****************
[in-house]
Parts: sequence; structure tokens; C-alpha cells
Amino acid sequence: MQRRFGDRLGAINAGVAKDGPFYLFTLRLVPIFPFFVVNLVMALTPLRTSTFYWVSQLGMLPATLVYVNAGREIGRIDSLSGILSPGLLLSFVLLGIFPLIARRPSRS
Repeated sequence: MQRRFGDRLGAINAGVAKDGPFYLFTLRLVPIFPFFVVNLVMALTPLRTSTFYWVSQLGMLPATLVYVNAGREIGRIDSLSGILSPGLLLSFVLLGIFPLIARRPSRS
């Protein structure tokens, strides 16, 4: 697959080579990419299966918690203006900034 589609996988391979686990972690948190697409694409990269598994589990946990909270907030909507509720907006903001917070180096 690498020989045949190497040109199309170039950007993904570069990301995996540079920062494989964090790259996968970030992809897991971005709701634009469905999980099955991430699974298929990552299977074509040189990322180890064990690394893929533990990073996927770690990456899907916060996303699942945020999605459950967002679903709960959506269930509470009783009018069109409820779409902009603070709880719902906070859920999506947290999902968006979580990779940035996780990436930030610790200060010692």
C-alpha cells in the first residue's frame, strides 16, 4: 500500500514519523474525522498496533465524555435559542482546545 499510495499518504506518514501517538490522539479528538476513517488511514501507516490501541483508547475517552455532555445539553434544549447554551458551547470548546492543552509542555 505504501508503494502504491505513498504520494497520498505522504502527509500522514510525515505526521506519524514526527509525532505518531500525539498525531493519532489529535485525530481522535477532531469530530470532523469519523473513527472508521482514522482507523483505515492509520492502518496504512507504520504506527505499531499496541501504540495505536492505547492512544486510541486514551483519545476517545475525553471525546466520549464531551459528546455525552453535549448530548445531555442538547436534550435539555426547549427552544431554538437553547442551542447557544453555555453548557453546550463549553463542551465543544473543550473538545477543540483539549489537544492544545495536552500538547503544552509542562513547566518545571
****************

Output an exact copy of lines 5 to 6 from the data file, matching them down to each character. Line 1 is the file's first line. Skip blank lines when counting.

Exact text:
């Protein structure tokens, strides 16, 4: 697959080579990419299966918690203006900034 589609996988391979686990972690948190697409694409990269598994589990946990909270907030909507509720907006903001917070180096 690498020989045949190497040109199309170039950007993904570069990301995996540079920062494989964090790259996968970030992809897991971005709701634009469905999980099955991430699974298929990552299977074509040189990322180890064990690394893929533990990073996927770690990456899907916060996303699942945020999605459950967002679903709960959506269930509470009783009018069109409820779409902009603070709880719902906070859920999506947290999902968006979580990779940035996780990436930030610790200060010692």
C-alpha cells in the first residue's frame, strides 16, 4: 500500500514519523474525522498496533465524555435559542482546545 499510495499518504506518514501517538490522539479528538476513517488511514501507516490501541483508547475517552455532555445539553434544549447554551458551547470548546492543552509542555 505504501508503494502504491505513498504520494497520498505522504502527509500522514510525515505526521506519524514526527509525532505518531500525539498525531493519532489529535485525530481522535477532531469530530470532523469519523473513527472508521482514522482507523483505515492509520492502518496504512507504520504506527505499531499496541501504540495505536492505547492512544486510541486514551483519545476517545475525553471525546466520549464531551459528546455525552453535549448530548445531555442538547436534550435539555426547549427552544431554538437553547442551542447557544453555555453548557453546550463549553463542551465543544473543550473538545477543540483539549489537544492544545495536552500538547503544552509542562513547566518545571